Most people associate fluorescents with the harsh, bluish lighting typically found in garages. For a nice, crisp light - quality as good as incandescents-choose fluorescents with a color temperature of 3,000 degree Kelvin, with a color rendering index (CRI) of 80 or greater.
Also, choose electronic ballasts for both linear fluorescents and CFLs. Electronic ballasts provide a better quality light and are more energy efficient. They don't hum, last longer and eliminate the turn-on delay typically associated with fluorescent lighting.
7. Limit the number of different light sources. For linear fluorescents, only use two different ones (3 foot and 4 foot), and for CFLs, only use three: 15, 26 and 32 watts. This makes it easier for homeowners to replace the lamps.
8. Consider controls. "Controls such as photo sensors, occupancy sensors, dimmers and remote controls may help to reduce energy by ensuring that lights are only used when needed," says Subrato Chandra, a researcher at Florida Solar Energy Center.
IBACOS (Integrated Building and Construction Solutions) is a research and consulting firm specializing in building science. IBACOS is a member of the DOE's Building America Program, which supports research on remodeling homes to save energy while improving health and comfort.
A range of fixture types are available to implement high-performance lighting. The list below includes fluorescent fixtures using either linear lamps or CFLs. Many are available as
Energy Star fixtures, which meet strict energy-efficiency guidelines set by the U.S. Environmental Protection Agency and the DOE.
Recessed downlights provide indirect lighting by shining onto the floor and room furnishings. Wall washers are recessed downlights with a reflector or lens to illuminate a wall.
Recessed downlights and wall washers: A common way to offer concealed source ambient lighting, recessed downlights and wall washers provide indirect illumination through reflections from the floor, walls and furnishings. These ceiling-mounted fixtures come in sizes ranging from 13 to 42 watt. Reflectors are available in highly reflective aluminum (Alzak) and white. Recessed downlights also may have black/white baffles and several types of lenses. Many of the lensed fixtures are suitable for use in wet locations such as bathrooms.
When recessed downlights are installed in insulated ceilings, heat can build up, significantly reducing lamp and ballast life, as well as reducing light output. The DOE's Emerging Technologies Program at Pacific Northwest National Laboratory is researching new technologies for reflector-type (R-lamp) CFLs installed in recessed downlights located in insulated ceilings.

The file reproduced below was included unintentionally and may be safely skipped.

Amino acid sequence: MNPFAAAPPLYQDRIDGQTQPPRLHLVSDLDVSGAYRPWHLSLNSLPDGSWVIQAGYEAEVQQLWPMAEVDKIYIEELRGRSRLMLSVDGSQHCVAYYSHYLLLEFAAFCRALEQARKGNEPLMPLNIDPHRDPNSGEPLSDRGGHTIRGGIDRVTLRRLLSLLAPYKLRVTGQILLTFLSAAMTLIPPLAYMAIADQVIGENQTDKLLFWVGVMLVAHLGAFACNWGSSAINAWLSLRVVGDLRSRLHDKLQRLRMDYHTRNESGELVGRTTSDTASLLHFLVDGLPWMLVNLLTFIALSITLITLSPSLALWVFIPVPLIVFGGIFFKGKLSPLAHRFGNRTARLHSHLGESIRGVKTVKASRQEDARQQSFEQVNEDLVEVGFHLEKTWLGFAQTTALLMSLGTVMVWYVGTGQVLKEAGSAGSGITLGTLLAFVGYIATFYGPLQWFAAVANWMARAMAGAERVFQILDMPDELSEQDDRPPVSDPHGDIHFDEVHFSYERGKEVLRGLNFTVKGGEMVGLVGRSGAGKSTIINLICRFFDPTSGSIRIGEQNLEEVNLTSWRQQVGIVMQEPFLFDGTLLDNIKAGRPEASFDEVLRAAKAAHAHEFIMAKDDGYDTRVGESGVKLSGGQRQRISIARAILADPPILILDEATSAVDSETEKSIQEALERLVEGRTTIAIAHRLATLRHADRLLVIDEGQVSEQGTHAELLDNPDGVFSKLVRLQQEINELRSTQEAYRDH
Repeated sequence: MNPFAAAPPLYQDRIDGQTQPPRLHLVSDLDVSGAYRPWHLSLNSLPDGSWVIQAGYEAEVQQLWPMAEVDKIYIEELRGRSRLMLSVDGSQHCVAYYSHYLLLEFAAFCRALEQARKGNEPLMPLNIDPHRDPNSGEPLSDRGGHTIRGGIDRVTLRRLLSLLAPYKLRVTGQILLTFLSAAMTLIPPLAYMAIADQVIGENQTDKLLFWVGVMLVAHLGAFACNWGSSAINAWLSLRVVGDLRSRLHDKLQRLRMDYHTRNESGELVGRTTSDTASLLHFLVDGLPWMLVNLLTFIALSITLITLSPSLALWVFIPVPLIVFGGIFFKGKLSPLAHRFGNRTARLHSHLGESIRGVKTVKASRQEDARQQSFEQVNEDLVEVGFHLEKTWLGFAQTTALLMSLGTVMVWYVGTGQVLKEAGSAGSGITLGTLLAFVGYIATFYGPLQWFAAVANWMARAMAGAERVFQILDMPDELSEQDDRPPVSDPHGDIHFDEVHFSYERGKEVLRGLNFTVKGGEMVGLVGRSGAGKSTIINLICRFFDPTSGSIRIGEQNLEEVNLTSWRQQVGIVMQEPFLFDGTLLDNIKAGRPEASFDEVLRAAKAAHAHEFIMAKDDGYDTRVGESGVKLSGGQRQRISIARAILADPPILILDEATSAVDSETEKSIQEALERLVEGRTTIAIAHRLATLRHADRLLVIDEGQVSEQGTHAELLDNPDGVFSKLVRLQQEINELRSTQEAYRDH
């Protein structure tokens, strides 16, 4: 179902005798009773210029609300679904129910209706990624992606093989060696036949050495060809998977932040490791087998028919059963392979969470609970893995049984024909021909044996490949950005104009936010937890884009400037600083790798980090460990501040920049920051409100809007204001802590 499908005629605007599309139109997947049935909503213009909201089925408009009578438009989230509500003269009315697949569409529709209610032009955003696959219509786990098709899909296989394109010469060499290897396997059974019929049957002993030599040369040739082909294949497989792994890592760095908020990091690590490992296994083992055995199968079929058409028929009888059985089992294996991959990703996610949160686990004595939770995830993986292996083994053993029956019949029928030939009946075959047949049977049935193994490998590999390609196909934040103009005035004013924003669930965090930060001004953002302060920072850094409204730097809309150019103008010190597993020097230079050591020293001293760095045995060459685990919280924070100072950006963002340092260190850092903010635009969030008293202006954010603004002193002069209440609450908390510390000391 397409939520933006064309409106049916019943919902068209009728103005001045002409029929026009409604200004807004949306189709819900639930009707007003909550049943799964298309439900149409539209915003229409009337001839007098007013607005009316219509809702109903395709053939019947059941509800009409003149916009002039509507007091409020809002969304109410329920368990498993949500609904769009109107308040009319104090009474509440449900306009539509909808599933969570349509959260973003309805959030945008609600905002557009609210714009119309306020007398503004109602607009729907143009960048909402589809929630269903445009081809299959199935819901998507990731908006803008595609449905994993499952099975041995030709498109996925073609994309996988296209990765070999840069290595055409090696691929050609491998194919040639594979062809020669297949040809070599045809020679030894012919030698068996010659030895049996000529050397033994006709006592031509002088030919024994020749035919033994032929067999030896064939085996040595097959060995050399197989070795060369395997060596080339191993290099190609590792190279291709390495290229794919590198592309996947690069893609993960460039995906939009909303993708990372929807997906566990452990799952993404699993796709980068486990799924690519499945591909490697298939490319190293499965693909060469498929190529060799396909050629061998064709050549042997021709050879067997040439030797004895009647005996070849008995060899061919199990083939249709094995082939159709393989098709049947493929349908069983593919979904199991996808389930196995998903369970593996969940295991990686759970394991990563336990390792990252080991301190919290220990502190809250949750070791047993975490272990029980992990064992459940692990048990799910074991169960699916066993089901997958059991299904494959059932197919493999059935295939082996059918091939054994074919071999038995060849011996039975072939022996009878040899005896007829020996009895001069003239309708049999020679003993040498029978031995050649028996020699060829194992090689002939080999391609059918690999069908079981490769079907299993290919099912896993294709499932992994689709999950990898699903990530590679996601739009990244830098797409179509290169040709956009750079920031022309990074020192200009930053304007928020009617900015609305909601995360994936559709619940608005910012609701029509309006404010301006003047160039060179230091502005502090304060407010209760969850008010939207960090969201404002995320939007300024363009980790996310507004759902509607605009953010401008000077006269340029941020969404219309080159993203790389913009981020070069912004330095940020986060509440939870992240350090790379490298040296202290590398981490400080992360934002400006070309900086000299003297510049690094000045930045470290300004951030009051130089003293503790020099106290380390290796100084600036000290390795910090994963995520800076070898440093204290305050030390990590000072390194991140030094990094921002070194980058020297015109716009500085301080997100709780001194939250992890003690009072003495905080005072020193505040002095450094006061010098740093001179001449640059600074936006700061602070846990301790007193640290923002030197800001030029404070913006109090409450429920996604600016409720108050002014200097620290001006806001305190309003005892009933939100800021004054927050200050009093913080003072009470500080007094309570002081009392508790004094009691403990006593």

Cove lighting above kitchen cabinets provides general room illumination.
Under-cabinet lighting, like these installed in a kitchen, helps with tasks like meal preparation.
There are many attractive designs for ceiling- and wall-mounted fluorescent fixtures.
Coves and valances: Built-in lighting coves in cove ceilings or above kitchen cabinets use inexpensive T-8 (1 inch in diameter) or T-5 (5/8 inch in diameter) strip lights and provide a wash of light across the ceiling. Valances, located above windows, also employ strip lights and illuminate both up the wall and onto the ceiling as well as down around draperies.
Under-cabinet lights: These long, thin fluorescent fixtures are mounted underneath wall cabinets and above work surfaces. They typically are found in kitchens and other work areas. The best light output is offered by the newest designed fixtures that use T-5 lamps of 14 watt, 21 watt and 28 watt in fixtures of nominal 2-, 3- and 4-foot length. These offer higher brightness and better light color quality.
Surface lighting: There is a vast array of surface-mounted linear and CFL fixtures. These range from very utilitarian 1x4-foot garage lights to detailed round, square and rectangular ceiling- and wall-mounted fixtures. These fixtures may use linear T-8 or T-5 lamps, circular lamps or CFLs.
Pendants: There are a limited but growing number of fluorescent pendant fixtures offered by manufacturers. They range in size from mini-pendants (5 inches in diameter) to much larger designs (24 inches in diameter and larger). Because they're exposed fixtures, choose a style that is compatible with the room.